When it comes to how kids and adults learn, there are similar dynamics that are very important to acknowledge and foster.
I find at times, that folks get really focused on noting the differences across our various developmental stages/ages. Even though it’s important to understand these differences, it sometimes limits if/how we create learning environments that are engaging and experiential for adults.
Okay, sure, we can sit through hours of a presenter talking at us and still learn and take away good information. But, really, is that tapping into the potential of our time to learn together as educators and community leaders? And, hold up…we rarely have this time! If there’s one take-away from this blog, my hope is that you’re motivated to rethink how we approach professional development for our field.
Better yet, I hope that you feel affirmed about what we’re already doing.
I remember when I was a site coordinator and beginning to explore my options of working in a youth-serving capacity. My first reaction was…I want to become a teacher. I remember mapping out how I was going to change my college major, from business to education. I shared these plans with Glen, who was my onsite coach/trainer at the time. When I shared, “I want to become a teacher,” he said something along the lines of, “what if I said you already are a teacher.” That one comment really set the course of my career. It made me begin to rethink how kids learn, challenging traditional methods from my own public school experience.
Glen was also the person that encouraged me to explore being a coach/trainer for other programs. I started going to any training I could find. And to be honest, A LOT of these trainings were flat out boring. Glen encouraged me to take key elements of our program – high level of energy, sense of belonging, active engagement, and community values – and bring them to life in adult learning settings. And I have been blessed to have many opportunities to do just that. These elements or conditions support an environment where both kids and adults can learn and grow.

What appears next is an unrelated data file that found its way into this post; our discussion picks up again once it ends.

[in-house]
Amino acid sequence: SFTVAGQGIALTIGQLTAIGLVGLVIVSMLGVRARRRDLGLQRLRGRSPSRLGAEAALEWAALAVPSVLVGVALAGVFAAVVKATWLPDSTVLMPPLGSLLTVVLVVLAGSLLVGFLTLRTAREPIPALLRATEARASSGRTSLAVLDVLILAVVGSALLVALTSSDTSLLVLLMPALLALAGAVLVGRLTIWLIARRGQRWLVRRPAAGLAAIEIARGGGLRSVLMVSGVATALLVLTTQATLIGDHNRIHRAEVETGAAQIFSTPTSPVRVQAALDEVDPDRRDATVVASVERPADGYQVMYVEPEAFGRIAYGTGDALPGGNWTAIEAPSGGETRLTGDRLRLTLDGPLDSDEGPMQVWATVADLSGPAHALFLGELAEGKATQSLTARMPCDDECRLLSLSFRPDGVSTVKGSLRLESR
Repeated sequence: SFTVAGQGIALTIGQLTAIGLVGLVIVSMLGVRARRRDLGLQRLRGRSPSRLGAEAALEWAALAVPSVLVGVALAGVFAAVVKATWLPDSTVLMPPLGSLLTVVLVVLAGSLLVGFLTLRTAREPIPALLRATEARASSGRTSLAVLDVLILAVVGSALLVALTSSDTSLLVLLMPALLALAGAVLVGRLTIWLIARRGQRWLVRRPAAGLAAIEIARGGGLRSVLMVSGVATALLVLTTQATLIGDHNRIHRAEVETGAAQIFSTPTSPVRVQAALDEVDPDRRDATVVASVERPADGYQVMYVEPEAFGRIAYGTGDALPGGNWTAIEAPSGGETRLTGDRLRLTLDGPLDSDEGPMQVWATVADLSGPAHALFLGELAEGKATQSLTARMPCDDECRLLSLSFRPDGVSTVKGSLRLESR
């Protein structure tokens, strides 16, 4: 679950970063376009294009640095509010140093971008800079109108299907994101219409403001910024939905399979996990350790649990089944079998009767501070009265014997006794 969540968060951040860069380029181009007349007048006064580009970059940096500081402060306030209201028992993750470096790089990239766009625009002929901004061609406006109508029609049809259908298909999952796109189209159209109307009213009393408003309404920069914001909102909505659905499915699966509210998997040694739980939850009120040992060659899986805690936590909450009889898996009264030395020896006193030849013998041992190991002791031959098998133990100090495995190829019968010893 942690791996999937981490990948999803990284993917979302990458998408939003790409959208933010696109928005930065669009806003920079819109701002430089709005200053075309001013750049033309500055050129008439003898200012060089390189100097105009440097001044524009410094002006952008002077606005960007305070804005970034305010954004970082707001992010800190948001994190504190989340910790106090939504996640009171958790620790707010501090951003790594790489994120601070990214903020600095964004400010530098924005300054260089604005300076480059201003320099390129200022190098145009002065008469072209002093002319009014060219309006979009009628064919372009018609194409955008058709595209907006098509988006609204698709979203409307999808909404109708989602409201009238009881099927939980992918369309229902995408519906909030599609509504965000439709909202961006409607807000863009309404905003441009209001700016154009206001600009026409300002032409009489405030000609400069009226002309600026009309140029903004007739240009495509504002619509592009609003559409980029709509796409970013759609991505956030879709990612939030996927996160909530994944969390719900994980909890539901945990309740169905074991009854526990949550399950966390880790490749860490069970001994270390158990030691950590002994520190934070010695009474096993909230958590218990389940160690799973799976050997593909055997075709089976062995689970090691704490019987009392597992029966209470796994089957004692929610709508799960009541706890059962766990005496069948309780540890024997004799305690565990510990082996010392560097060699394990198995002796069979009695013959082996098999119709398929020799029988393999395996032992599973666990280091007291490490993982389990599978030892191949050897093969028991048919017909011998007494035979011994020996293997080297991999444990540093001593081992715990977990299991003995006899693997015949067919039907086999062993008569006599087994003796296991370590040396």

Extreme examples of where this notion of experiential learning for adults seems to be lost…
- Creating a PowerPoint presentation on youth engagement and/or embracing youth voice;
- Lecturing on inquiry; and/or
- Showing video after video.
Here’s an example of experiential learning for adults:
I recently did a trust walk activity with a group of new hires, just about to begin their journey working with kids. They were asked to pair up with someone; they were then to choose one person to be the guide while the other closed his/her eyes. They were then instructed to safely walk outside of the room, navigating the tables, chairs, etc. Once completed, we asked the group if anyone opened their eyes and why. For those that answered “yes,” they reasoned that: “I just met this person,” “I’m not familiar with the space/environment,” and/or, “I have a hard time with trust.”
Those that answered “no” explained: “We took some time to discuss the challenge and get to know each other,” “my partner was really clear with his/her communication,” and/or “I was confident in the facilitators and knew they were looking out for my safety.” Participants felt the power of trust and experienced it in a way that was relevant to how it will support their new/upcoming work with kids.
The BOOST Conference has so many of these same conditions that allow us to grow and learn. You can have fun, be with friends, meet new people and explore ideas. It is intentionally designed to be an experience from start to finish, in which there are so many ways to gain knowledge and skills.
For breakfast, I had a hard-boiled egg and ants on a log (with no ants!).
Author Profile: @zachwilson
This post originally appeared on the Breakfast Club Blog on January 29, 2016.